... the common thread .... is the sense of belonging.

Dick Dupuis

Dick Dupuis felt a powerful sense of “welcome” when he attended a Lakota sun dance in the Black Hills of South Dakota. He wonders if the sense of community he experienced during the ceremony might somehow be related a sense of place.

When I was thinking about this ... you know you drive any place and you see this sign a block or two away: “The Episcopal Church Welcomes You.” It’s something you notice and I think – well, this was something. They welcomed us. They said: “We are going to be worshiping God, and you can worship with us.” There wasn’t this sense of – you’re welcome to look at this. It was more – you’re welcome to take part in this. And somehow that got translated to me that – that they meant that. And I felt like I was part of the ceremony.

There is an appreciation of the Black Hills in that area that the Lakota people feel, and I think I could feel that when I was there. Looking out at the area that we were in – Pe Sla – is what it’s called, which means something like “thin spot.” I think it’s thin in the sense of “bald,” but also where heaven and earth are not so much separated.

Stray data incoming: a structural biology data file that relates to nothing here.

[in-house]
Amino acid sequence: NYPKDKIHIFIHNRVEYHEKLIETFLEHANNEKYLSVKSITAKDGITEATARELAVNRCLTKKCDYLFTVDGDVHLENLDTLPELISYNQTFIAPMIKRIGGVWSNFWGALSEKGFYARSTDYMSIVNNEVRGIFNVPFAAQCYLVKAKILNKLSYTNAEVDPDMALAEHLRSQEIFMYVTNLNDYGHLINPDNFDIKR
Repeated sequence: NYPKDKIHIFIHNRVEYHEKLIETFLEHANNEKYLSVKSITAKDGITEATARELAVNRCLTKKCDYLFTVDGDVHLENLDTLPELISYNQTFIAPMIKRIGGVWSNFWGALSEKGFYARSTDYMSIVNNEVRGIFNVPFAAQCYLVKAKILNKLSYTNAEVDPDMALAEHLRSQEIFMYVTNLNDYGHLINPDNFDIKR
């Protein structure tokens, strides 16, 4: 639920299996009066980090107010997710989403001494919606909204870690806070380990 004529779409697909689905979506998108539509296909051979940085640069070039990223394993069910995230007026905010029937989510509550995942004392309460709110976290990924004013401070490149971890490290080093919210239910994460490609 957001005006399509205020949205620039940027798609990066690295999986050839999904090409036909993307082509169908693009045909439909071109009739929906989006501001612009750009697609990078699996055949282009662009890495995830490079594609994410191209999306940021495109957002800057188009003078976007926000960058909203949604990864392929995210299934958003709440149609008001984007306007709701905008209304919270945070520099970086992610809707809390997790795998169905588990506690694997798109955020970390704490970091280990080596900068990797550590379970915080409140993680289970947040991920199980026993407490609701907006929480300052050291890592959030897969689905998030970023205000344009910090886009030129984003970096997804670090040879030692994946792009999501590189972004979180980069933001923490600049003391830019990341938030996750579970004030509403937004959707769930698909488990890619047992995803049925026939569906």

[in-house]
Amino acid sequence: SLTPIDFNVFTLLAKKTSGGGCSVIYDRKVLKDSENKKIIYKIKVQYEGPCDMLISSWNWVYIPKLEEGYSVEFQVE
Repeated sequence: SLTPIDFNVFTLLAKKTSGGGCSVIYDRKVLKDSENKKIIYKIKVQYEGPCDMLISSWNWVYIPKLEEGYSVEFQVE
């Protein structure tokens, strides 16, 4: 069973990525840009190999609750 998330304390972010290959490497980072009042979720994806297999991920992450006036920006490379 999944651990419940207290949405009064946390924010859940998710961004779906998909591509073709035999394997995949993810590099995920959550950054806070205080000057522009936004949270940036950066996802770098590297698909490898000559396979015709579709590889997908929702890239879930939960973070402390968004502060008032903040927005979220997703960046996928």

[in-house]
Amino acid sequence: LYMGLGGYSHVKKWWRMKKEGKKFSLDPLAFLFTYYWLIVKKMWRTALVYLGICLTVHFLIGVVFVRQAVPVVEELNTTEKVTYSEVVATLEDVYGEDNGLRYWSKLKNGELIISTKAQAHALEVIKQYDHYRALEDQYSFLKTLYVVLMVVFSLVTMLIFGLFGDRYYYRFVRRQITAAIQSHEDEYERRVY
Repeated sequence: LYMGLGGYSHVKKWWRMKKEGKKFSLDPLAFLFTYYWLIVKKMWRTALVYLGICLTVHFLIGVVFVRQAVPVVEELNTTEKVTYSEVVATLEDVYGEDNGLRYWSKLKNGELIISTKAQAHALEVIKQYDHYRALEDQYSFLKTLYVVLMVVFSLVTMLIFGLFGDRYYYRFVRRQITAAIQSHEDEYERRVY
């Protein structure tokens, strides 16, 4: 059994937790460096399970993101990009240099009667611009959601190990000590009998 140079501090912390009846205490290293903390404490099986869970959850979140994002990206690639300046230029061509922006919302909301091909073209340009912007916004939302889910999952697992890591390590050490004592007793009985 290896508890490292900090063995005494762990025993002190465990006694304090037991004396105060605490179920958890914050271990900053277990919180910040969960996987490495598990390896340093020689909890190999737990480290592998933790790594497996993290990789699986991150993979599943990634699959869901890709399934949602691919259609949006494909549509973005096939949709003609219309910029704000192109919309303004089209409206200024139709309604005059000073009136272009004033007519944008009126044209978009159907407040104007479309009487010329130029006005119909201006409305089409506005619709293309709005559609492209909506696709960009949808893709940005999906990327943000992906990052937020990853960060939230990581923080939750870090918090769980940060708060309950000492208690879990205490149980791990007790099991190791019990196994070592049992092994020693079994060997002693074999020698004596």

I’ve experienced this before, especially when I’ve been in the mountain West, especially Glacier National Park, where you really feel the sense of place. It may be something to strive for in some ways, to really value where you are rather than thinking about stuff that’s out there, checking your Facebook page or something like that.

The importance of place that I learned about and the sense of community, as well – I guess the common thread they have is the sense of belonging – that you belong in a certain place. When you’re with a group of people that supports you, then that’s where you belong.

I hadn’t really thought about that before. Are those two things connected? I don’t know. But for me ... an awareness of the importance of place and an awareness of the importance of community – they happened to me at the same time on the same trip. That was my pilgrimage experience.

Regular Sunday Schedule

8:00 a.m. Holy Eucharist
9:15 a.m. worship.together (Eucharist for preschool families)
9:15 a.m. Parish Forum & Christian Education (Kairos)
10:30 a.m. Choral Eucharist

Other Days

Morning prayer is offered at 7:30 a.m. weekdays, in the Mary Chapel.

Silent morning meditation is offered at 8:15 a.m. weekdays, in the Mary Chapel.

Mid-week Eucharist is offered at 12:15 p.m. Wednesdays, in the Mary Chapel.

Compline is offered at 7:00 p.m. on 2nd & 4th Wednesdays, in the Church.

Choral Evensong is offered at 5:00 p.m. on 1st Sundays, Oct.-June, in the Church.

We would love to have you join us.


This Episcopal church is located in the heart of the historic neighborhood of Chestnut Hill, five blocks west of Germantown Avenue at the corner of St. Martin’s Lane and West Willow Grove Avenue.

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